During the recovery phase, Po increased slightly from the 2-d reload period to 7 d resuspension, but there was very little increase in Po from 7 to 14 d resuspension. In contrast, Po increased to a greater extent in the cage-bound and treadmill walking groups compared with resuspension. There was a small nonsignificant increase in Po from day 7 to day 14 in both cage-bound and treadmill walking groups, with Po averaging ∼17.5 and 18.5 N·cm-2, respectively. Thus, although Po approached normal values recorded in our laboratory (∼20 N·cm-2), 2 wk time was insufficient to obtain full functional recovery. These findings are similar to other studies in which achieving complete functional recovery after remobilization (5) or inducement of muscle injury (4) may require 28 d or greater.
It is unclear why Po failed to increase during the 2nd week of resuspension. One possibility is that blood flow to the muscle is decreased during tail suspension (15). The decreased blood flow to the muscle may hamper the muscle’s ability to repair itself because adequate blood flow is necessary for the repair process. Another possibility is that the expression of various cytokines and growth factors involved in the repair process are decreased in the injured unloaded muscle, even during repair. It is known that growth hormone (GH) secretion by the pituitary gland is decreased after hindlimb suspension (25). However, the impact of reduced circulating levels of GH on the repair process during tail suspension is unknown and warrants further study. Lastly, it has been reported that Po significantly decreases as a consequence of prolonged hindlimb suspension, suggesting that the contribution of myofibrillar protein to total CSA decreases (8). It is also possible that recovery of Po during resuspension is at least partially confounded by changes in the myofibrillar to nonmyofibrillar protein ratio (23).
Although resuspension significantly affected the degree of functional recovery, 20 min of daily TM walking was no more beneficial than cage-bound activity alone. The results of this study contrast somewhat to other published studies. For example, Kasper et al. (12) found greater incidence of damaged soleus muscle fibers in exercised-trained rats as compared to cage-bound rats 7 d after remobilization. Rats in this latter study were hindlimb suspended for 28 d before remobilization in contrast to 7 d used in the present study. Additionally, rats were exercised on a treadmill at a speed of 22m·min-1 compared with 12 m·min-1 used in this study. Thus, it maybe that the combination of a longer period of hindlimb suspension before reloading coupled with a higher exercise intensity used during the recovery period resulted in greater fiber damage. Interestingly, although there was a higher incidence of damaged fibers in the study by Kasper et al. (12), the higher exercise intensity resulted in greater fiber size and muscle CSA compared with cage-bound rats. Kannus et al. (11) reported that both mild (12 m·min-1) and moderate (18 m·min-1) treadmill exercise for 8 wk promoted recovery of muscle mass after 3-wk hindlimb suspension. However, other studies have shown that acute muscle growth is not coupled with increases in Po (10). Given that contractile properties were not measured in these studies, it is not clear if exercise facilitated the rate of functional recovery. Our data suggests that mild exercise had no added benefit over cage-bound activity, at least up to 2 wk post-reloading.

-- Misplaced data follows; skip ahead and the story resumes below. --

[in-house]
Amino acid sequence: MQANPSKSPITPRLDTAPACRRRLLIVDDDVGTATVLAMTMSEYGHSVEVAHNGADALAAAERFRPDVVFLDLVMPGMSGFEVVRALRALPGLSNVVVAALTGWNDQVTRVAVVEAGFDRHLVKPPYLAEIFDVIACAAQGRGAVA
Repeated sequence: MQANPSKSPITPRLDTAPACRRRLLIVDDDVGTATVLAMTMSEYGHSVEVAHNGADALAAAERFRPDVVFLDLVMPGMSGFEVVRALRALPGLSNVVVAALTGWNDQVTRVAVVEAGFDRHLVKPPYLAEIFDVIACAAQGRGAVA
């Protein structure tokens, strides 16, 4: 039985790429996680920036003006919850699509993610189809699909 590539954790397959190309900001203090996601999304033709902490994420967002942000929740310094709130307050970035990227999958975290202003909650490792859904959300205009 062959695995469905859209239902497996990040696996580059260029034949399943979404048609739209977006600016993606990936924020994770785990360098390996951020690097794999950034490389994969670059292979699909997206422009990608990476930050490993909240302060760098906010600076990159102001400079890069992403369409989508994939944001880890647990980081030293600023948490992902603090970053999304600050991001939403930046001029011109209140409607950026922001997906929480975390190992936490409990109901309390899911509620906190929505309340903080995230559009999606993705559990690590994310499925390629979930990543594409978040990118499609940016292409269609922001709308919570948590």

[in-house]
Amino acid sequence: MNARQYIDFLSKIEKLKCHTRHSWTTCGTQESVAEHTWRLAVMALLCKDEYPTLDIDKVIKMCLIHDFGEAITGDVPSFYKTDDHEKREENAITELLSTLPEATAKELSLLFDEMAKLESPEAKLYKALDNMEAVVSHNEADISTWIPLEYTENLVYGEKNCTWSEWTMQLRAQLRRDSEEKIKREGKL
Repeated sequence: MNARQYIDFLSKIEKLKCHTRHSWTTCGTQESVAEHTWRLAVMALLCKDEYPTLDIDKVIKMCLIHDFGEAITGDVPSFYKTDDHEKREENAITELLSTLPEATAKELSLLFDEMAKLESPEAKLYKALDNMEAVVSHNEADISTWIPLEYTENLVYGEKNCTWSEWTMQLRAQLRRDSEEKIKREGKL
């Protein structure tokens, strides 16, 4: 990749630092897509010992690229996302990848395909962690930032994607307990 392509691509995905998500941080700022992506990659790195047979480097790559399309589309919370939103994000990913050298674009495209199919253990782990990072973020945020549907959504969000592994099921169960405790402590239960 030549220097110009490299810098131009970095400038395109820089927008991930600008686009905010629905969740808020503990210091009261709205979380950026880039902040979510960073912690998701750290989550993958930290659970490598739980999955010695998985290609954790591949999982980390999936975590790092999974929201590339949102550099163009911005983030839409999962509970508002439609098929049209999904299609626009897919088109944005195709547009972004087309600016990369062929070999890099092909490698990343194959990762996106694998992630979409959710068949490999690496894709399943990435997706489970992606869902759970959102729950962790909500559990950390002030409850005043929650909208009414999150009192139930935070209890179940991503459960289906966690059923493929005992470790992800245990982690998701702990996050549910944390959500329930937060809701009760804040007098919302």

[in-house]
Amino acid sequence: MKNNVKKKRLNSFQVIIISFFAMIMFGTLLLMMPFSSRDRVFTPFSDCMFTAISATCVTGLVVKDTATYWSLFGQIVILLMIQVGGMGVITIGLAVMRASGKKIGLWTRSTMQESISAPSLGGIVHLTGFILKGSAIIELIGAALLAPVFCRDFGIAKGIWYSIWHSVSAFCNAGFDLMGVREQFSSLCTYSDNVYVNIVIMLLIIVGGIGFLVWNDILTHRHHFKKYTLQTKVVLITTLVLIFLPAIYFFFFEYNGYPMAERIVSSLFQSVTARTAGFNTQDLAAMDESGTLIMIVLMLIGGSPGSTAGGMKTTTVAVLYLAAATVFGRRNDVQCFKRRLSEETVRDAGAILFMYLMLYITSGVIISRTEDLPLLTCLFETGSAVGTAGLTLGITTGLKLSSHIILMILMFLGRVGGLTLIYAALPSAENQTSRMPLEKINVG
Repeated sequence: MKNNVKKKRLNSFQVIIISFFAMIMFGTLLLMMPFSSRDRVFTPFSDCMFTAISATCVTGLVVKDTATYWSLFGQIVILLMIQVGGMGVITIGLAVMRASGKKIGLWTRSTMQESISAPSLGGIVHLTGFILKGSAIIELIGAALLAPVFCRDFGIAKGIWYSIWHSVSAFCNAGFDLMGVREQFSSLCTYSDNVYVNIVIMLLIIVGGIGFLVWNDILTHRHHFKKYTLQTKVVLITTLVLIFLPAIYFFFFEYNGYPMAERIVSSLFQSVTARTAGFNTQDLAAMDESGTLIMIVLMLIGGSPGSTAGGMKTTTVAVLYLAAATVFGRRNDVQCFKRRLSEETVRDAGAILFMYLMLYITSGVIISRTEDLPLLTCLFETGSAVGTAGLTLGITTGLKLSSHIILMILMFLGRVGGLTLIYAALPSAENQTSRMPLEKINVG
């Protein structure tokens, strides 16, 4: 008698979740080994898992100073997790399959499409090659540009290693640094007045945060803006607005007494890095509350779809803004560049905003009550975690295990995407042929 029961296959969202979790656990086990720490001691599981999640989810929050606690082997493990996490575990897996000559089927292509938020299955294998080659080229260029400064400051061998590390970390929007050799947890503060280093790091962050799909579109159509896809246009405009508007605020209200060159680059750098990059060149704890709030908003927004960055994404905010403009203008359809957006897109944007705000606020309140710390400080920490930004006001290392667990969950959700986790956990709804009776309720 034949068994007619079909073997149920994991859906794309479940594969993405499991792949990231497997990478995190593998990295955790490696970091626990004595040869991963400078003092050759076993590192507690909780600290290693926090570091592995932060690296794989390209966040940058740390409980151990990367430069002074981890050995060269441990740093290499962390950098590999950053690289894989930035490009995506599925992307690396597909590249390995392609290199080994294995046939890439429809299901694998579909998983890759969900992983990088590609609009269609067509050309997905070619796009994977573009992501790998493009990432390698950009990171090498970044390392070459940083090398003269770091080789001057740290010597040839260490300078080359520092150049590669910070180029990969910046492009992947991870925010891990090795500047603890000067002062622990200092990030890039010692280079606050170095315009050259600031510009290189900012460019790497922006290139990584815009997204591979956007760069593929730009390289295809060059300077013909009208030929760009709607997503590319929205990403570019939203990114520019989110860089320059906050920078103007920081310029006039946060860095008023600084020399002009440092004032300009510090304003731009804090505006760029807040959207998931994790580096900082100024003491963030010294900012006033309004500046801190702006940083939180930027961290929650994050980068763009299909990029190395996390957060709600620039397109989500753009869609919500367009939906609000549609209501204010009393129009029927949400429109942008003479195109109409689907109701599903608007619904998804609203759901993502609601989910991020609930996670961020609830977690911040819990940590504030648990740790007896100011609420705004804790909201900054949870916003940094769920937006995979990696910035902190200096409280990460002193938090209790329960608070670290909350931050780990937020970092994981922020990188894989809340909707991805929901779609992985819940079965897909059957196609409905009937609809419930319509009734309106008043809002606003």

In conclusion, acute reloading of the soleus muscle after short-term hindlimb suspension causes a significant decrease in Po, a finding consistent with the morphological and histological changes indicative of muscle damage previously observed (13,17,18). In addition, recovery from reloading-induced injury appears to be significantly impaired when load is removed. Results from this study also showed that treadmill walking in comparison with cage-bound activity did not accelerate the rate of functional recovery as a consequence of reloading induced damage. These findings suggest that mechanical load is an important factor during the repair process, but the amount needed for optimal recovery remains undetermined.
The authors are grateful to Drs. Gaspar Farkas and Michael Hudecki for their critical review during the preparation of this manuscript. This work was supported by the University at Buffalo Moir B. Tanner and Mark Diamond Research Funds.
Address for correspondence: Luc E. Gosselin, Ph.D., Department of Physical Therapy, Exercise and Nutrition Sciences, 405 Kimball Tower, SUNY @ Buffalo, Buffalo, NY 14214; E-mail: firstname.lastname@example.org.
1. Allen, D. L., J. K. Linderman, R. R. Roy, R. E. Grindeland, V. Mukku, and V. R. Edgerton. Growth hormone/IGF-I and/or resistive exercise maintains myonuclear number in hindlimb unweighted muscles. J. Appl. Physiol. 83: 1857–1861, 1997.